Find the latest episode of "This Is Uncomfortable" here. Listen
Fallout: The Financial Crisis

Why the trade deficit is growing

Marketplace Staff Aug 12, 2009
HTML EMBED:
COPY
Fallout: The Financial Crisis

Why the trade deficit is growing

Marketplace Staff Aug 12, 2009
HTML EMBED:
COPY

TEXT OF STORY

Bill Radke:
The government just reported the U.S. trade deficit widened in June. It was up 4 percent to $27 billion. What’s really new here is, the cost of what we import went up for the first time in almost a year. Marketplace’s Alisa Roth tells us why.


Alisa Roth: One thing is responsible for the growing trade deficit. And it probably sounds pretty familiar.
Jay Bryson is an economist at Wells Fargo.

Jay Bryson: What it reflects is just the higher oil prices that we saw between May and June.

Though the prices are still a lot lower than they were a few years ago. When oil prices are high, we have to spend a lot more money to import it. Overall though, the trade deficit’s actually been getting much smaller over the last few years. And Bryson says the recession has made it even smaller.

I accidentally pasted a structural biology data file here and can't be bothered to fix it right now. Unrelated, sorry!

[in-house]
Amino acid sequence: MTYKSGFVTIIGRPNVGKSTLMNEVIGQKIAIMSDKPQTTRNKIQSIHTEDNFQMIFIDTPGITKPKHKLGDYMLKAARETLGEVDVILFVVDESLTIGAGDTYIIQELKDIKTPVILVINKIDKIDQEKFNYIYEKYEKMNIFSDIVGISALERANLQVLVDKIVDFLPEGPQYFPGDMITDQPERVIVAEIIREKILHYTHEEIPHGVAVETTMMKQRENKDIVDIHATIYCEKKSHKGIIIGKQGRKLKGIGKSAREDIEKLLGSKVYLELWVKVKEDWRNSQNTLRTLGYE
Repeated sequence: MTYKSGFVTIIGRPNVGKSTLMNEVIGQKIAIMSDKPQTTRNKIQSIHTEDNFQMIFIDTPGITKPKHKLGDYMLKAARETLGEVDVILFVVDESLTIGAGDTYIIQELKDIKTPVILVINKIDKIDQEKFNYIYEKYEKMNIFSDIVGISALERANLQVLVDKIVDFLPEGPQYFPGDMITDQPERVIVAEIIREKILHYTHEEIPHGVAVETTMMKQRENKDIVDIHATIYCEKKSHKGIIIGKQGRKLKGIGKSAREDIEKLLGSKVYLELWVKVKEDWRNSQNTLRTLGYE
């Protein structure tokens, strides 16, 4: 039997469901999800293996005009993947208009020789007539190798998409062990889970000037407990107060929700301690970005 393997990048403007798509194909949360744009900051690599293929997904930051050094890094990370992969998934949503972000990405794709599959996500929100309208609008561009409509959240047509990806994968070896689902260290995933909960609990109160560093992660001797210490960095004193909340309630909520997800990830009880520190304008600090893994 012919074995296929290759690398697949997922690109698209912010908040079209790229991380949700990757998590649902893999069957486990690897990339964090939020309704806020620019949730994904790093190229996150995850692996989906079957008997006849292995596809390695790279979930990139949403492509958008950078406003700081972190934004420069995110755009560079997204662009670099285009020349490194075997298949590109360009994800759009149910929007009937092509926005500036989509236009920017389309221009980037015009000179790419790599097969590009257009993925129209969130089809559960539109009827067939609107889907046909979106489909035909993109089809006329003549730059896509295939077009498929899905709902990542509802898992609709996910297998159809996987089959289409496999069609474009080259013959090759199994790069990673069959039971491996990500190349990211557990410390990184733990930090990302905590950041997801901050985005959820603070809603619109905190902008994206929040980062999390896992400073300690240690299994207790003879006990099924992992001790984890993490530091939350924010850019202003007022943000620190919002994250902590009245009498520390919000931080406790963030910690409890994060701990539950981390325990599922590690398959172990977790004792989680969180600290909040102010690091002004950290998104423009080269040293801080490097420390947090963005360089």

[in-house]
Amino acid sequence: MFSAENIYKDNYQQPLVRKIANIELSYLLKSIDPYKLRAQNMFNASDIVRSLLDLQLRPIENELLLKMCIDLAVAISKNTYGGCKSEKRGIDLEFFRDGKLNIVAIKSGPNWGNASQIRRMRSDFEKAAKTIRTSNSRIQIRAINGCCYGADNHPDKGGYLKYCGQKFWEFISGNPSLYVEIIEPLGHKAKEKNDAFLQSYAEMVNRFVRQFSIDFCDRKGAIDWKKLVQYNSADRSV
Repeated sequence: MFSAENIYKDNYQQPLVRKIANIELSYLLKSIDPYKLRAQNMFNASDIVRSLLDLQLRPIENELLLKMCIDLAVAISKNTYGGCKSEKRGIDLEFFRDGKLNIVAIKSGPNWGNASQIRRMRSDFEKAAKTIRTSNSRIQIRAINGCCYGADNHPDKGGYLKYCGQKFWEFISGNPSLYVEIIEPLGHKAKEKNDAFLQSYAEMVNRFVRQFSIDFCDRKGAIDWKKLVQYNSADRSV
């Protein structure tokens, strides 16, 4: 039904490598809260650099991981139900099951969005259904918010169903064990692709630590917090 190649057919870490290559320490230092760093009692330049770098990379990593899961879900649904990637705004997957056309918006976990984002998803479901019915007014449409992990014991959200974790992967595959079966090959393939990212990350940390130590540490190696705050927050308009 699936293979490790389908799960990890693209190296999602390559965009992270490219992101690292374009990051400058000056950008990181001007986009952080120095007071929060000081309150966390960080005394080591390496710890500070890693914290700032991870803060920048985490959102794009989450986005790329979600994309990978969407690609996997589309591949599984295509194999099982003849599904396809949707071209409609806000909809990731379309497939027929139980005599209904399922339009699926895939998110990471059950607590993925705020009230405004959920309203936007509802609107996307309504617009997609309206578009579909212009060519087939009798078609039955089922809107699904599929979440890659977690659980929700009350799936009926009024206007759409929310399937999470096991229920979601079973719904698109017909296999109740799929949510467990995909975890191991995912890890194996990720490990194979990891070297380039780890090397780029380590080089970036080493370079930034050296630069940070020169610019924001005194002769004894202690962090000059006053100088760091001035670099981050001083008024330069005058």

Bryson: We’ve seen a collapse in imports. That reflects just the very weak US economy. When people aren’t spending as much as they did before, that spills over to imports.

So we’re not buying as much as we were from other countries. But they’re still buying stuff from us, things like airplanes. And raw materials. And that’s helped keep the economy going, albeit slowly.

I’m Alisa Roth for Marketplace.

Marketplace is on a mission.

We believe Main Street matters as much as Wall Street, economic news is made relevant and real through human stories, and a touch of humor helps enliven topics you might typically find…well, dull.

Through the signature style that only Marketplace can deliver, we’re on a mission to raise the economic intelligence of the country—but we don’t do it alone. We count on listeners and readers like you to keep this public service free and accessible to all. Will you become a partner in our mission today?

Your donation is critical to the future of public service journalism. Support our work today – for as little as $5 – and help us keep making people smarter.